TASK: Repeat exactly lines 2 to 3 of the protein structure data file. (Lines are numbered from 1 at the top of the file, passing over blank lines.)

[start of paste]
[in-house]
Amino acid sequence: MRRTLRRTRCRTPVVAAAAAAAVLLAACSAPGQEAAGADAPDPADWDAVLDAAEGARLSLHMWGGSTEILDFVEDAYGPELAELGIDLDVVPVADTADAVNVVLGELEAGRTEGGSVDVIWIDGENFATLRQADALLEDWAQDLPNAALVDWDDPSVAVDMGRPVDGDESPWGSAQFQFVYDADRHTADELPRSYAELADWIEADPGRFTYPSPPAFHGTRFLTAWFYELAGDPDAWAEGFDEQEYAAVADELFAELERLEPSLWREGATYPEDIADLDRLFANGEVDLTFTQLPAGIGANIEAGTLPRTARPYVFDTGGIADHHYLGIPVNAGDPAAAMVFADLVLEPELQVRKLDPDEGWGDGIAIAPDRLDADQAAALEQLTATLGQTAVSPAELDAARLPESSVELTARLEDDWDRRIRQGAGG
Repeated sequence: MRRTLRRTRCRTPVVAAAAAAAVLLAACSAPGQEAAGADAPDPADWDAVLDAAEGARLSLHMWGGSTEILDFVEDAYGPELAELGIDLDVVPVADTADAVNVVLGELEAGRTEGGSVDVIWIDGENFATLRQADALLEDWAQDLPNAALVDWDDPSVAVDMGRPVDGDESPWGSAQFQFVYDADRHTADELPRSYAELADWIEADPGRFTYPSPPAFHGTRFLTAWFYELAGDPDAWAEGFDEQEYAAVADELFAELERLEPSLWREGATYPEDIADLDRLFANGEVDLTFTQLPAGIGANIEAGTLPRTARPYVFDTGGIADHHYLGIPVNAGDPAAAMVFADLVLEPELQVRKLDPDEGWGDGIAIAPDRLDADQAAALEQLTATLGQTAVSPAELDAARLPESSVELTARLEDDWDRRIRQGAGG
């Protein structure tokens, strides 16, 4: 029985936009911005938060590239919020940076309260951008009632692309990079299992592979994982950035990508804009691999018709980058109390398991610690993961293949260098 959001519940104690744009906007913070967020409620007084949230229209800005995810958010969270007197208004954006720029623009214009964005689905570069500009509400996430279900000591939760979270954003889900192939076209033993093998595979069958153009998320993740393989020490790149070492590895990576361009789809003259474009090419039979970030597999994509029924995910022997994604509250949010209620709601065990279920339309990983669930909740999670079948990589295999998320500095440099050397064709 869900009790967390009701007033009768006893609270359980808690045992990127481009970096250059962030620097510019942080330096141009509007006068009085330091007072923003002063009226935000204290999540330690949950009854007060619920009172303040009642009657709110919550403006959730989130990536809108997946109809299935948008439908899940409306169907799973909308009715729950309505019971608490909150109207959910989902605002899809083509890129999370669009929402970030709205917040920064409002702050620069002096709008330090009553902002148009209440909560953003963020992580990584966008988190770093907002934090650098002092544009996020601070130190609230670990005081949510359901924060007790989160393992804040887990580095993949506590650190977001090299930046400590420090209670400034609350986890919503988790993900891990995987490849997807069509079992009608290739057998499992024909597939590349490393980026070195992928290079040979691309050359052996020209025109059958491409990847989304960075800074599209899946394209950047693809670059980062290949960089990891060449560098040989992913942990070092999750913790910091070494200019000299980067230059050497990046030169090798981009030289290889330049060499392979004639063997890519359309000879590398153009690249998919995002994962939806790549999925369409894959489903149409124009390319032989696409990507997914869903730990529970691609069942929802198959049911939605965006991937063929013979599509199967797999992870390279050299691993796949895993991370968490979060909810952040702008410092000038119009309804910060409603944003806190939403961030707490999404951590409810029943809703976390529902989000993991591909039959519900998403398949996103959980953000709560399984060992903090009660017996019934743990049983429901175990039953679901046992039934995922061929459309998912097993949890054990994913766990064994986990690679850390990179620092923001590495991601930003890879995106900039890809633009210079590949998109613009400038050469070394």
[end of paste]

Amino acid sequence: MRRTLRRTRCRTPVVAAAAAAAVLLAACSAPGQEAAGADAPDPADWDAVLDAAEGARLSLHMWGGSTEILDFVEDAYGPELAELGIDLDVVPVADTADAVNVVLGELEAGRTEGGSVDVIWIDGENFATLRQADALLEDWAQDLPNAALVDWDDPSVAVDMGRPVDGDESPWGSAQFQFVYDADRHTADELPRSYAELADWIEADPGRFTYPSPPAFHGTRFLTAWFYELAGDPDAWAEGFDEQEYAAVADELFAELERLEPSLWREGATYPEDIADLDRLFANGEVDLTFTQLPAGIGANIEAGTLPRTARPYVFDTGGIADHHYLGIPVNAGDPAAAMVFADLVLEPELQVRKLDPDEGWGDGIAIAPDRLDADQAAALEQLTATLGQTAVSPAELDAARLPESSVELTARLEDDWDRRIRQGAGG
Repeated sequence: MRRTLRRTRCRTPVVAAAAAAAVLLAACSAPGQEAAGADAPDPADWDAVLDAAEGARLSLHMWGGSTEILDFVEDAYGPELAELGIDLDVVPVADTADAVNVVLGELEAGRTEGGSVDVIWIDGENFATLRQADALLEDWAQDLPNAALVDWDDPSVAVDMGRPVDGDESPWGSAQFQFVYDADRHTADELPRSYAELADWIEADPGRFTYPSPPAFHGTRFLTAWFYELAGDPDAWAEGFDEQEYAAVADELFAELERLEPSLWREGATYPEDIADLDRLFANGEVDLTFTQLPAGIGANIEAGTLPRTARPYVFDTGGIADHHYLGIPVNAGDPAAAMVFADLVLEPELQVRKLDPDEGWGDGIAIAPDRLDADQAAALEQLTATLGQTAVSPAELDAARLPESSVELTARLEDDWDRRIRQGAGG